1There is a very large literature on the origins of modern native claims movements and the stakes involved. Works consulted include Armstrong and others (1978), Berger (1985), Berry (1975), Condon (1983), Hunt (1978), McInnes (1983), Morrison (1983), Orvik (1983), Sugden (1982), and Wittington (1985). Although they vary widely in their perspectives, emphases, and positions, most observers tend to agree on the general terms and context of native claims issues and the basic conflicts involved.
2The typology used in this paper is based directly on Hunt (1978), and it is supported by Morrison (1987) and Task Force to Review Comprehensive Claims Policy (1985).
3A recent positive example in Canada is the report of the federal Task Force to Review Comprehensive Claims Policy (1985), also known as the "Coolican report," which was written under the general direction of the Minister of Indian Affairs and Northern Development. This report proposes that the government include political rights within the scope of native claims negotiations and that it abandon extinguishment objectives. On the other side of this issue is the report of a study team to a federal Task Force on Program Review (1985) under the Deputy Prime Minister. This report, known as the "Nielsen report," proposes that negotiations of comprehensive native claims be suspended until the government resolves the issue of native political rights, or "until the government position on native self-government is determined and implementation is well underway" (1985: 246).
4Albinski (1973:120) conveys an official Canadian and Australian perspective on the problems of aboriginal peoples in the late 1960s and early 1970s: "The attack on native backwardness and underintegration is being carried forth on the socioeconomic and political fronts. It has been recognized that a sickly, undereducated, and socially disorganized people cannot, even if awarded full legal equality, hope to compete and live productively in an advanced European society."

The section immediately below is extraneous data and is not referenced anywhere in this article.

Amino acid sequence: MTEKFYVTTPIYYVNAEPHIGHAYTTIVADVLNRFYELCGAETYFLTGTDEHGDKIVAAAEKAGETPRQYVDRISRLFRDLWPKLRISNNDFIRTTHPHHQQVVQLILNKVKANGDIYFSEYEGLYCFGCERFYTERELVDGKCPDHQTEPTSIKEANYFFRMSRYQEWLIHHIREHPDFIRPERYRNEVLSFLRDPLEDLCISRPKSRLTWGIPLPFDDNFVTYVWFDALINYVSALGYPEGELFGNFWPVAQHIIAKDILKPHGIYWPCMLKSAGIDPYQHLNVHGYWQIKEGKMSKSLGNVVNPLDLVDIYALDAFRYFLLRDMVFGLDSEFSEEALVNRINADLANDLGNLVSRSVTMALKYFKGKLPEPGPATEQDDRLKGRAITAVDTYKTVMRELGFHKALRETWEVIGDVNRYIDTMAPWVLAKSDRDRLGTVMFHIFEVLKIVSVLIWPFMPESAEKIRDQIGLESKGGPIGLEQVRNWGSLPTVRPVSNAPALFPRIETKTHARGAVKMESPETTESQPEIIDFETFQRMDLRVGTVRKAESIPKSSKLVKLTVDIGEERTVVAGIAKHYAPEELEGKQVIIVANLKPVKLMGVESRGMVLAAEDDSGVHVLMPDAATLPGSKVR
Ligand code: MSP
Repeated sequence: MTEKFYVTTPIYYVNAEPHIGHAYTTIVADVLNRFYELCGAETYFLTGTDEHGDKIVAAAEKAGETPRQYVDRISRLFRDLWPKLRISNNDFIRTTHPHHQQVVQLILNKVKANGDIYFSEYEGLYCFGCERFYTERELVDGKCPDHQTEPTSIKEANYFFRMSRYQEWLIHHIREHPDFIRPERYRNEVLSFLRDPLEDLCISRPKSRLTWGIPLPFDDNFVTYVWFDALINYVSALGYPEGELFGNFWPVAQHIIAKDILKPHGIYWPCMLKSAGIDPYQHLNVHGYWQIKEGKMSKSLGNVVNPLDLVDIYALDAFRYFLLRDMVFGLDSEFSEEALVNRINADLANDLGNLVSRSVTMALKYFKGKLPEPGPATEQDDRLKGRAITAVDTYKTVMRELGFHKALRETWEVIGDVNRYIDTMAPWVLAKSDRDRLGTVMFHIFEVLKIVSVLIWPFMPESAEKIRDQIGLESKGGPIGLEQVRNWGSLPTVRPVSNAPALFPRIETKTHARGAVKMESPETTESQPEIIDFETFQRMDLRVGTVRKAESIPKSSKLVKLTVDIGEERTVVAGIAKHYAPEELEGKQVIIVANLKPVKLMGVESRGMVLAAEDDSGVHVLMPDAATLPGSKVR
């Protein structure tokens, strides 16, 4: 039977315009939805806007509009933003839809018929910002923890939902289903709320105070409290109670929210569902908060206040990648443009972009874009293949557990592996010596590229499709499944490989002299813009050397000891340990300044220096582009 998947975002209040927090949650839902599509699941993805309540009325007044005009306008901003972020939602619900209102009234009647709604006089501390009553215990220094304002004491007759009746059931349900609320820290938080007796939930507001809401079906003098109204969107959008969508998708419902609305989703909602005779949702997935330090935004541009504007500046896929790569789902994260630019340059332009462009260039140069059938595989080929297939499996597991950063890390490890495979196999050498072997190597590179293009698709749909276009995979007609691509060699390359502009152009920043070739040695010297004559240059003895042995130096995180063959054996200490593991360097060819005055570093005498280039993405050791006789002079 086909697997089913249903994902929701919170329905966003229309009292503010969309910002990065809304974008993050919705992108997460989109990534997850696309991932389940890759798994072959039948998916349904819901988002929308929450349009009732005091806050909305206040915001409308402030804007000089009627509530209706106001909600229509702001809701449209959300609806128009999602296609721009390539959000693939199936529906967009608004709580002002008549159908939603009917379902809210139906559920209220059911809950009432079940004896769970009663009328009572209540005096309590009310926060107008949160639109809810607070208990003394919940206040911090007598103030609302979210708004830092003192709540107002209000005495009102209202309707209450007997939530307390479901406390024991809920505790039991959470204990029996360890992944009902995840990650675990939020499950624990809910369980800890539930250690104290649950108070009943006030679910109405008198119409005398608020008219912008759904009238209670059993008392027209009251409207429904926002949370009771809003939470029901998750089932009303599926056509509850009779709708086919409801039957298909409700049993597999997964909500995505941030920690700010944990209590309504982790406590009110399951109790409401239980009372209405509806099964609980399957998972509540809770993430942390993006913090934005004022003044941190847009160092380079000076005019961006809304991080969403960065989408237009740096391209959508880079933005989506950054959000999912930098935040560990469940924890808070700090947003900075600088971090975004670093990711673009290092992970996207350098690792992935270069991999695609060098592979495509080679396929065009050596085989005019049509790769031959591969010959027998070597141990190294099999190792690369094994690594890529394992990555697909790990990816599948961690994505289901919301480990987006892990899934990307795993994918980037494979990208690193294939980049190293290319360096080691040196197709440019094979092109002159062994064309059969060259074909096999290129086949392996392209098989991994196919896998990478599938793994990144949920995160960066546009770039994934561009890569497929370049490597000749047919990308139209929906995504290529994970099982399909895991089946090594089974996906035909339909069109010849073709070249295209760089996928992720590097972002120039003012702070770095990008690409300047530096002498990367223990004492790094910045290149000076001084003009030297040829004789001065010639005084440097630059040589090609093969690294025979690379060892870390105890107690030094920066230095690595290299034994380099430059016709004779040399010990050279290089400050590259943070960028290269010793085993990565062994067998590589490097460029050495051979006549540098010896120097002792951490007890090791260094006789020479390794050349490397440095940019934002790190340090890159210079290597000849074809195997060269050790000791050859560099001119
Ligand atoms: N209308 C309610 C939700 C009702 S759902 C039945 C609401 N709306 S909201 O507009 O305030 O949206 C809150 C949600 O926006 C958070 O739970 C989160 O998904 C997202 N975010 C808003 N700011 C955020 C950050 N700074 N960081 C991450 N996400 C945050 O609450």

5Concerning the emphasis on "constitutional development," examples of Canadian government documents are Drury (1979) and Task Force to Review Comprehensive Claims Policy (1985); of a participants views, Nunavut Constitutional Forum (1983); and of observers comments, Abele (1985) and Whittington (1985). Also, Landes (1983:242-243) discusses the broad political culture context of the constitutional development perspective.
6In addition to the Alaska Native Claims Settlement Act of 1971 (PL 92-203; 85 Stat. 688), sources include Berry (1975), Arnold (1976), McBeath and Morehouse (1980), Young (1981), Case (1984), and Berger (1985).
7Sources focusing exclusively on the James Bay and Northern Quebec Agreement are Feit (1982) and Feit (1985); principal sources on James Bay as well as the four additional Canadian cases discussed below are Hunt (1978), Morrison (1983), Nunavut Constitutional Forum (1983), Morse (1985), Task Force to Review Comprehensive Claims Policy (1985), Whittington (1985), and Morrison (1987).
8According to Hunt (1978:13), The Cree and Inuit were awarded surface title to only 1.3 percent of the area traditionally used by them. In comparison, Alaska Natives were awarded surface and subsurface title to 11 percent of all of Alaskas lands.
ABELE, F. 1985. Native Self-Determination and Practical Problems of Government: Some Recent Innovations in the Western Northwest Territories. The Arctic Institute of North America, University of Calgary. Presented at the Annual Meeting of the Western Regional Science Association, San Diego, California, February 18, 1985.
ALBINSKI, H.S. 1973. Canadian and Australian Politics in Comparative Perspective. New York, Oxford University Press.
ARMSTRONG, T., ROGERS, G., and ROWLEY, G. 1978. The Circumpolar North. London, Methuen and Company, Ltd.
ARNOLD, R. D. 1976. Alaska Native Land Claims. Anchorage, Alaska Native Foundation.
BARSH, R.L. 1984. The International Legal Status of Native Alaska. Alaska Native News, 2(7):36-41.
BERGER, T.R. 1985. Village Journey: The Report of the Alaska Native Review Commission. New York, Hill and Wang.
BERRY, M.C. 1975. The Alaska Pipeline. Bloomington, Indiana University Press.
CASE, D.S. 1984. Alaska Natives and American Laws. Fairbanks, University of Alaska Press.
COLEMAN, J.S. 1968. Modernization: Political Aspects. International Encyclopedia of the Social Sciences, 10:395-400. New York MacMillan and The Free Press.
CONDON, R.G. Canadian Inuit Land Claims and Economic Development. Alaska Native News, 1(11):10-12, 37; 1(12):16-18, 40.